He's no longer on the state payroll, but Kansas taxpayers are still writing checks to pay for Phill Kline.
The state has paid more than $400,000 in legal fees and other expenses Kline has incurred defending himself against allegations that he misled judges, disobeyed court orders and violated ethics rules while state attorney general and Johnson County district attorney.
Plus we'll be on the hook for many more dollars before the proceeding, which resumes in July, finally concludes at some far-off date.
That finding by the Topeka Capital-Journal surprised some. Among the most surprised, I would imagine, are the thousands of Kline supporters and others who heard a fundraising appeal via webcast in February, or who have since listened to the 90-plus-minute recording archived at a website called plannedparenthoodcorruption.org.
After all, as host David Bereit explained at least three times, the goal was to raise funds to "help support Phill's legal battle."
Bereit, head of the anti-abortion group 40 Days of Life, didn't spell out which legal battle. But the focus of that night's webcast was the ethics case that was to begin the very next week.
Guests on the show claimed Kline was being persecuted by, as Rep. Tim Huelskamp, R-Fowler, put it, a "corrupt" court system at odds with Kline's pursuit of abortion providers.
Kansas Secretary of State Kris Kobach said that the charges against Kline "are a real stretch" and that the state disciplinary administrator was "basically seeking to punish Phill for doing his job."
Bereit pleaded with listeners to donate enough cash to match an anonymous donor's $50,000 challenge grant.
A couple of weeks later, webcast listeners got an e-mail that said, "YOU DID IT!!" and announced that $133,543 had been raised.
Maybe you're thinking the same thing I was after reading the Topeka newspaper account. If Kansas taxpayers are footing the bill for Kline's defense on the ethics charges, then what was the real purpose of the fundraiser?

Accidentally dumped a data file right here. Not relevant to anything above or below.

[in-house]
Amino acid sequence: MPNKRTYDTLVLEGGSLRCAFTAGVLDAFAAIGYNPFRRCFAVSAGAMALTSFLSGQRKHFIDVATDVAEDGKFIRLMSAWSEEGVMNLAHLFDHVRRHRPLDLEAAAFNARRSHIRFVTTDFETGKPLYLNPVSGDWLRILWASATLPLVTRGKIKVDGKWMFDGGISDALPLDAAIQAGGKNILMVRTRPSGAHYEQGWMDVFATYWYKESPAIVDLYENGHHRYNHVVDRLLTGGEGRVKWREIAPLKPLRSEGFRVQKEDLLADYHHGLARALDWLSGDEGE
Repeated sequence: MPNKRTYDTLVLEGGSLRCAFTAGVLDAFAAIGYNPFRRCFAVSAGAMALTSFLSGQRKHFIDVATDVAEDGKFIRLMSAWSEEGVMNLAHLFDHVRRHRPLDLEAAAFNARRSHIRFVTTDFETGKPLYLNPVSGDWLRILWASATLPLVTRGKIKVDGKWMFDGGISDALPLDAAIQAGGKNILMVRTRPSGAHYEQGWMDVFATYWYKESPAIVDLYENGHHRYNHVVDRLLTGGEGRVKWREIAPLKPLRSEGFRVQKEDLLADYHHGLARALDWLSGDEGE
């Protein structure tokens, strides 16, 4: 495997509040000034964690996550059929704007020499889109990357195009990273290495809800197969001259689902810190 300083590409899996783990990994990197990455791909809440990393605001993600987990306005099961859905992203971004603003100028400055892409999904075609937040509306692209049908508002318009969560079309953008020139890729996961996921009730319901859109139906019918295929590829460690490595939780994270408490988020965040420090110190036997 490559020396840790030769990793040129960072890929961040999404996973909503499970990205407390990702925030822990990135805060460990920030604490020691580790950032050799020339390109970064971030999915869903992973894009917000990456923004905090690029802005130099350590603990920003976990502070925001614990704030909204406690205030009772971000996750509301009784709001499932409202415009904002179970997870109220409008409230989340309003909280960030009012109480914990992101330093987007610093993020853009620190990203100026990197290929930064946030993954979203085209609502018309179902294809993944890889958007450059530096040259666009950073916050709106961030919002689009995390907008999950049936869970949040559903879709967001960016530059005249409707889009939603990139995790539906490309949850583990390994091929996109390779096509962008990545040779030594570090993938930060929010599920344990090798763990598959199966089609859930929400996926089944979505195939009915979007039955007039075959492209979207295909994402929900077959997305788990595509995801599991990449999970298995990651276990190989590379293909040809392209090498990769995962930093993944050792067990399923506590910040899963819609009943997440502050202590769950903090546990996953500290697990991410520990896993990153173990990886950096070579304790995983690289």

I got no response from the group to which contributors were asked to make out their checks, the Cincinnati-based Life Issues Institute.
That's the same anti-abortion group that was the designated recipient for a 2009 fundraising appeal on Kline's behalf — the one that arrived in Kansans' mailboxes the week Wichita abortion doctor George Tiller was murdered.
Bereit didn't return calls, either.
But I did reach Kline via e-mail. He didn't give me a straight answer but did say he "incurred more than $250,000 in expenses" related to "numerous different lawsuits and litigation all relating to the investigation of Planned Parenthood and Dr. George Tiller."
He went on to add that "I am still incurring expenses, even in this latest case."
So are all the donations going to pay off those expenses? What kind of expenses are we talking about? And how much of that $250,000 has he and the Life Issues Institute raised over the past couple of years?
To those and other follow-up questions, I got no response.
Some might say I should go suck an egg. If people want to give money to Phill Kline merely on the promise that it's going for what they see as a good cause, what's it to me?
Except here's the thing. All donations, it was advertised, are tax-deductible. I'm a U.S. taxpayer. Seems like that gives me every right to be nosy.